Ukulele Song Books Available


The following Ukulele Song Books are available for downloading, in PDF format, and arranged by me.

Cat’s Ukulele Songbook 1 (2016 Updated version)

2015 Songbook 2 (2016 Updated version)
Cat's Holiday Songs

Holiday Songbook 3

Hope you enjoy them, visit my site often and feel welcome to post a comment.


Cat Krestel Porritt



Wishing You All a Very, Merry Christmas

To all of you brave ukers who decided to follow my blog or sign up for notification emails, I thank you, and to the 690 of you out there who visited my site on September 22nd I want to say, “What? Really?” (Was that a special day or something?) LOL Anyway, I am posting today some of my favourite songs by some of my favourite groups, and/or from movies.

I hope you enjoy them like I do.

Hallelujah, by the Langley Ukulele Ensemble, from BC, Canada.

Mele Kalikimaka, from the movie Christmas Vacation:

A Charlie Brown Christmas (the Meaning of Christmas)

You’re a Mean One, Mr. Grinch, from How the Grinch Stole Christmas, animated, 1966.

Have you ever wondered who that voice belonged to? A fella named Thurl Ravenscroft is credited as being the owner.

Have a Merry Christmas, Happy Holidays and Happy New Year!



Cat’s Ukulele Holiday Song Book

Cat's Holiday SongsI finally finished compiling my favourite holiday and performance songs into one big document. I am very proud of this little song book to date. All of the Christmas and holiday songs I posted are in this song book, but the descriptions for strumming and other helpful hints are not included.

Holiday Songbook 3

I will write a couple of paragraphs below to help with some of the content.

A couple of days ago I posted a separate song sheet for additional Scottish verses for Auld Lang Syne. It turned out to be too small of a font for me so I retyped it out larger and added my choice of chords to it. You can print out the newer version here: Auld Lang Syne Scottish lyrics.

“Away in a Manger” is my favourite version of this sweet children’s Christmas song. It’s the version where you start up high and travel down: they refer to it as the “non-traditional” version.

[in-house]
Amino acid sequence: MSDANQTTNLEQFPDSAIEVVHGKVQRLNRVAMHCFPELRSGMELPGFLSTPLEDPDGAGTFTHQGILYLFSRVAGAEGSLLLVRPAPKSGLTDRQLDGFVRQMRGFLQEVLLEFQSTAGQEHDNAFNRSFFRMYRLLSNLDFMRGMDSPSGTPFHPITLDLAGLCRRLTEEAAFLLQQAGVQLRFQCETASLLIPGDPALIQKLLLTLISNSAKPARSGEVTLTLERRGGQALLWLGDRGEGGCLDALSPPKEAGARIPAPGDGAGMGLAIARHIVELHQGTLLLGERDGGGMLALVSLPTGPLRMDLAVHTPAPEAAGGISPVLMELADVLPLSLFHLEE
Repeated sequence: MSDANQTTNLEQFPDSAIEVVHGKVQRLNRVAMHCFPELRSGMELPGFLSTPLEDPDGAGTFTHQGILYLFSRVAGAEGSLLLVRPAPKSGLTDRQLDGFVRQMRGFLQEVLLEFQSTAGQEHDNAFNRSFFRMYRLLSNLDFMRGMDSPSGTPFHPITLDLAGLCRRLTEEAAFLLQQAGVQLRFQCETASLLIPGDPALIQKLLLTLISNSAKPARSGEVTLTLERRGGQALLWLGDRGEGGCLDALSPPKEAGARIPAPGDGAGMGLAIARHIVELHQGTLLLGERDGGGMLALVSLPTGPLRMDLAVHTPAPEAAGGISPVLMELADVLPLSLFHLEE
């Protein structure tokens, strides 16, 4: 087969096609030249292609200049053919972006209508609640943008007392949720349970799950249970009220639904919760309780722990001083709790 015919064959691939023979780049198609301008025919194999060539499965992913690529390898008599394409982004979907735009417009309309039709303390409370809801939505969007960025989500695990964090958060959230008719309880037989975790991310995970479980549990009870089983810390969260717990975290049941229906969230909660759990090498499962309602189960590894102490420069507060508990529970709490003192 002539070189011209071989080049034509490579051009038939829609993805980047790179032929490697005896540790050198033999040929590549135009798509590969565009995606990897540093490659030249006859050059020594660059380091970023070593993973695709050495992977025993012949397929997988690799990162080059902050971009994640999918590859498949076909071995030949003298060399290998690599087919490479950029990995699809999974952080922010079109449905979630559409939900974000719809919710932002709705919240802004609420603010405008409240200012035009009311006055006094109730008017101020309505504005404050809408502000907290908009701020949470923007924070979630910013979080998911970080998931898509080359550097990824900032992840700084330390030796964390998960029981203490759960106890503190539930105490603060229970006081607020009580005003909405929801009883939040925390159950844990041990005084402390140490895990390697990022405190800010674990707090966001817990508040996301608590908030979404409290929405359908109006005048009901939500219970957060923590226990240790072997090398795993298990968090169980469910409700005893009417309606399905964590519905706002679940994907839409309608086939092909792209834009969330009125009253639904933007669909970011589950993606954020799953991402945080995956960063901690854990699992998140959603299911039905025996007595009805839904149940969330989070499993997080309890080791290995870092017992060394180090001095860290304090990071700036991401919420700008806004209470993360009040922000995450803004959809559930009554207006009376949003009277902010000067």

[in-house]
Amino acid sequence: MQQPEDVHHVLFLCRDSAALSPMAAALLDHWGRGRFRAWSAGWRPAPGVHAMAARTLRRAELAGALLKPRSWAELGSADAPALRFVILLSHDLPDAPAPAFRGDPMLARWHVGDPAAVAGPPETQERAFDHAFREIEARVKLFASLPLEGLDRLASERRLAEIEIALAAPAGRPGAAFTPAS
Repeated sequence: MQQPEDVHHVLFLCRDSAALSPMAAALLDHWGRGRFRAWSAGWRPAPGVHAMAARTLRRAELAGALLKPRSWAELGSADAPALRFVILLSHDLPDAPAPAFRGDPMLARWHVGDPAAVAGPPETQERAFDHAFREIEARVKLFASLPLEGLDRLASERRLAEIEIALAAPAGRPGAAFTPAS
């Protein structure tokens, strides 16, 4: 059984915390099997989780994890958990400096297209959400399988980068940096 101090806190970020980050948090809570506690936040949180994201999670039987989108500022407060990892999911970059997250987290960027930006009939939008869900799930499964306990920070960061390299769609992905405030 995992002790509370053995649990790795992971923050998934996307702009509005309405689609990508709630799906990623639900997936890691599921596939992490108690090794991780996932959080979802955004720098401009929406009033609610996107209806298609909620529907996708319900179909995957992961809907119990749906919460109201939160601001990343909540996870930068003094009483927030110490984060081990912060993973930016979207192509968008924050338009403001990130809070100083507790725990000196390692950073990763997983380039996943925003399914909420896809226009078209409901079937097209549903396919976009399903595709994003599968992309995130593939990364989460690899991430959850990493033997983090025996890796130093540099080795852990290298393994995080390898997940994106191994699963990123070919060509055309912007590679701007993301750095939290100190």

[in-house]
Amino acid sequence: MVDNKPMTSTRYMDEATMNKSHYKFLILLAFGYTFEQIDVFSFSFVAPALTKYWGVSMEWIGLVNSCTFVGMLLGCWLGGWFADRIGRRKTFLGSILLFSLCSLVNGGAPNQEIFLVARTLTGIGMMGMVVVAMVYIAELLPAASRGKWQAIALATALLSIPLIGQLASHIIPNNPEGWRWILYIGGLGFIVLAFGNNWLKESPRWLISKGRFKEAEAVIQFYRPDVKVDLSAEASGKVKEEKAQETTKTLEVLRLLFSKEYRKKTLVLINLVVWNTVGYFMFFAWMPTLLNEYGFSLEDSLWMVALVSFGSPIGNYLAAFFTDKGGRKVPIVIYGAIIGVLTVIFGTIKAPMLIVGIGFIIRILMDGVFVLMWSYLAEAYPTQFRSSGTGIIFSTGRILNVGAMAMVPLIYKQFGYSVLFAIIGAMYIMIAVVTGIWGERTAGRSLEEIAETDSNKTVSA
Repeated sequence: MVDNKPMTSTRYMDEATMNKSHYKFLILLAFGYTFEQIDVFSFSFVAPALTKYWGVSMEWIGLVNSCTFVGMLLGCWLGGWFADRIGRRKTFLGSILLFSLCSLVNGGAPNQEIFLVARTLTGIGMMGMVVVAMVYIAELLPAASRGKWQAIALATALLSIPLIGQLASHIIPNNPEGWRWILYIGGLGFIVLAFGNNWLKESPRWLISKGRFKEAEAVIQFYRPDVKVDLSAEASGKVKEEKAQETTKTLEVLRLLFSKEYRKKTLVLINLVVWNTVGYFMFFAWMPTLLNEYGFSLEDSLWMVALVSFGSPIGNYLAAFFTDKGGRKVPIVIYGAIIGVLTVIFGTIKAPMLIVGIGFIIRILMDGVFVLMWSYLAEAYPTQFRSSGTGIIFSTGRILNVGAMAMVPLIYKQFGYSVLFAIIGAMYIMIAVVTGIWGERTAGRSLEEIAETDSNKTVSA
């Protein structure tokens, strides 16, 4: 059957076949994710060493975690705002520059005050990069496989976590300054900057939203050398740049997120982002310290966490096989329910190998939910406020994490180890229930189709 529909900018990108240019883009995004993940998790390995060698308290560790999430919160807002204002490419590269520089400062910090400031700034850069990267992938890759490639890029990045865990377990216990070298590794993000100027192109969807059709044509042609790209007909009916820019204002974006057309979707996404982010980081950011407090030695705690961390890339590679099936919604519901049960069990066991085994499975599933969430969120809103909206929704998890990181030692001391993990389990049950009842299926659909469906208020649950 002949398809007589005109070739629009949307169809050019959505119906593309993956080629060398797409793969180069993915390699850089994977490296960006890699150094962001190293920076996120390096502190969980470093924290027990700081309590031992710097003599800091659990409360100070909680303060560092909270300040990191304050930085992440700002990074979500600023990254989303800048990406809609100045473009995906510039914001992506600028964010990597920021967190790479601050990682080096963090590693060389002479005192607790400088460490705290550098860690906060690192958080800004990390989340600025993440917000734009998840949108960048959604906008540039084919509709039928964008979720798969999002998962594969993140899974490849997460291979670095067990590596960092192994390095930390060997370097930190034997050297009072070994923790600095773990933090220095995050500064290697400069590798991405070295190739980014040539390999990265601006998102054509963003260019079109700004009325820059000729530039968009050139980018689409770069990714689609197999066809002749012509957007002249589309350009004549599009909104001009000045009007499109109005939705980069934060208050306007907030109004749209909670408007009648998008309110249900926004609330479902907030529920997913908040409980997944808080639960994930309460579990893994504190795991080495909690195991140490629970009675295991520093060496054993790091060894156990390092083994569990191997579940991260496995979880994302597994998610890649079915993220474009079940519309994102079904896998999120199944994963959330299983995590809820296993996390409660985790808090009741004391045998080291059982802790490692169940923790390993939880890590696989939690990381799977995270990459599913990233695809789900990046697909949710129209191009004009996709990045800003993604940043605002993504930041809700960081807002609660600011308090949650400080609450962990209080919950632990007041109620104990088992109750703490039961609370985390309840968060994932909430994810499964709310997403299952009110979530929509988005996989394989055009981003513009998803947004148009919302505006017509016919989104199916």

The “Chipmunk Song”. This song is in 3/4 Timing, or Waltz Timing. The only thing I left off is the ending, whereby I strum 3 beats on the last G (instead of 4), then 3 beats on C minor and one ending Down strum on G.

For “Hallelujah”, it is probably best to go back and look at the post I wrote on it and view Brett McQueen’s how-to video.

“Mele Kalikimaka” is not in the traditional Key of F, and the strum is the traditional D Du uDu pattern.

I hope everyone has fun and enjoys these songs. If anyone has any other concerns or questions just fill in the comment section and I will answer you. Anyone just wanting to criticize my arrangements, needn’t bother, you know exactly what you can do with that….


Lang Syne + Lyrics

Recently, while looking around on the BUG website under Songbooks, Christmas, I discovered that there are a lot more lyrics to the “Auld Lang Syne” song. Cool. They are even half-decent to pronounce.

Enjoy!    Auld Lang Syne plus Lyrics

While looking for Christmas songs you might come across several on-line song books. You can find an extensive list at the BUG website:

In the past, one of the best Christmas song books that I have experienced with a group and for solo-ing is by the Seatle Ukulele Players. I am not sure if it is still available at their website, but you can get a download from the BUG site. It’s called SUPA. It has three huge pages of chord charts PLUS it has an entire page of key transposing, which is basically priceless.

There are several songs from that book I recommend. One is the “Chipmunk Song”. “Blue Christmas” is good because it has lots of embellishing chords. The only drawback may be that it is in F, and you might have a problem with G minor. If so, there are better arrangements elsewhere. (I like it in C, replacing the Gm with Dm.) Others I enjoy start from “The Christmas Song”, pages 11 to 16; “Holly Jolly” on 20; “I Want a Hippo” on 24; “Jingle Bell Rock”, 26; “Rudolph” on 32; “Santa Baby” on 34; “We Wish You/Christmas” on 40. “Winter Wonderland”, on page 42 is in the perfect key for me (I’m a soprano-alto singer).